BRATTLEBORO—In a field as volatile as health care, it helps to have friends.
Brattleboro Memorial Hospital president and CEO Steve Gordon has cultivated many friends and allies for the hospital in Windham County, Montpelier, and in Washington, D.C.
That work has helped to strengthen the hospital’s standing at a time when it seems every aspect of health care in Vermont is up in the air due to the Affordable Care Act on the federal level, and Green Mountain Care, Vermont’s push to build a single-payer system.
Gordon recently received the 2014 American Hospital Association Grassroots Champions Award for exceptional leadership in generating grassroots and community activity in support of a hospital’s mission.
Bea Grause, president and CEO of the Vermont Association of Hospital and Health Systems (VAHHS), said in a press release that Gordon “understands what it takes to create opportunity in his community, including federal advocacy.”
Gordon said advocacy is important, especially when it comes to the one federal program that is critical to the health of BMH — the Medicare Dependent Hospital Program.
“Sixty percent of our patients are covered by Medicare,” Gordon said in an interview last week. “That makes us a Medicare Dependent hospital, so we get an additional
The Medicare Dependent Hospital Program helps close the gap between the lower reimbursements that Medicare pays health care providers compared to private insurance.
“That $2 million is usually the difference in whether we finish a fiscal year in the red, or in the black,” said Gordon.
But that funding has been on shaky ground in Congress, and Gordon has worked with Vermont’s congressional delegation — Sens. Bernie Sanders and Patrick Leahy and Rep. Peter Welch — to secure continued funding of the program for BMH.
“It keeps getting chopped and reinstated, so it makes budgeting really challenging,” said Gordon. “That’s why we need to have a connection in Washington, and in Montpelier.”
Gordon says he also makes a point of regularly attending meetings of the Green Mountain Care Board, the panel tasked with creating Vermont’s single payer health care system.
“I do that to make sure BMH is represented in the process,” he said. “We have the oldest population in the oldest state in the country. I don’t want us to be forgotten.”
Dealing with uncertainty
Competition in the health care field is fierce right now, especially for small community hospitals such as BMH. The recent bankruptcy of nearby North Adams Regional Hospital in Massachusetts left a community of nearly 40,000 people without a hospital.
Could it happen in Brattleboro?
Gordon thinks not.
“What happened in North Adams didn’t happen overnight,” said Gordon. “Their financial situation had been deteriorating for over a decade, and then they finally ran out of cash. BMH is in a stronger cash position, and our board is conservative when it comes to handling our finances.”
The difficulty for small hospitals to stay afloat is one reason why most of the hospitals in the Connecticut River Valley are affiliated with Dartmouth-Hitchcock Medical Center in Lebanon, N.H. It’s the primary hospital to which BMH refers its patients.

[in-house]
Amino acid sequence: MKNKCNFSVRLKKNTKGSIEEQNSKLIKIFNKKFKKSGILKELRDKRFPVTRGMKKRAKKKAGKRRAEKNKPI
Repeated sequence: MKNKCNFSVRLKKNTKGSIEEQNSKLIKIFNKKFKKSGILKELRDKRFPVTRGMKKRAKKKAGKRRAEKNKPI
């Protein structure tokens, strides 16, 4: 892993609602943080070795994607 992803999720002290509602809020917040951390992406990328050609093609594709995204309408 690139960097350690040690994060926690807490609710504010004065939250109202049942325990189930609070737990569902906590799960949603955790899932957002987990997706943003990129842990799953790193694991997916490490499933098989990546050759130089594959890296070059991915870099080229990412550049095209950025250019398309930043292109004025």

“Dartmouth-Hitchock has to be a player in Vermont health care,” said Gordon. “They get 40 percent of their patients from Vermont.“
DHMC’s role in a single-payer system in Vermont is still being determined, and there’s talk that the Vermont single-payer system might evolve into a Northern New England network that includes New Hampshire and Maine.
That won’t be easy, said Gordon.
“There’s a much higher level of regulation in Vermont, and hospital budgets are more closely reviewed here compared to New Hampshire or even Massachusetts,” he said.
After his most recent visit to Washington to collect his award, he said he came away convinced that “not much is going to happen in Washington, so the pressure is going to be on us, and other states, to get health care reform done.”
“Fortunately,” he said, “Vermont is so far ahead of most states in health care reform. We have a really engaged legislative delegation, both in Montpelier and in Washington. Unfortunately, we’re losing that spirit of compromise and give and take that we used to see in politics.”
Wooing the politicians in one thing; getting and keeping the community on your side is another.
Under Gordon’s leadership, BMH recently completed its “Doorway to Exceptional Care” capital campaign to build a new $7.5 million Emergency Department. Gordon said it is almost fully operational, with a formal grand opening set for this summer.
“After three years [of being CEO], I am continually impressed by the level of support,” he said. “The Emergency Department campaign was as much about raising friends as raising money. The connections made with the whole community during this campaign were fantastic.”
Now that Vermont Yankee is closing, Gordon said the largest two employers in Windham County are now BMH (572 employees) and the Brattleboro Retreat (nearly 800 employees).
“Health care has become of big part of Windham County’s economy,” said Gordon. “We have to make sure we have a sustainable, viable health care system here.”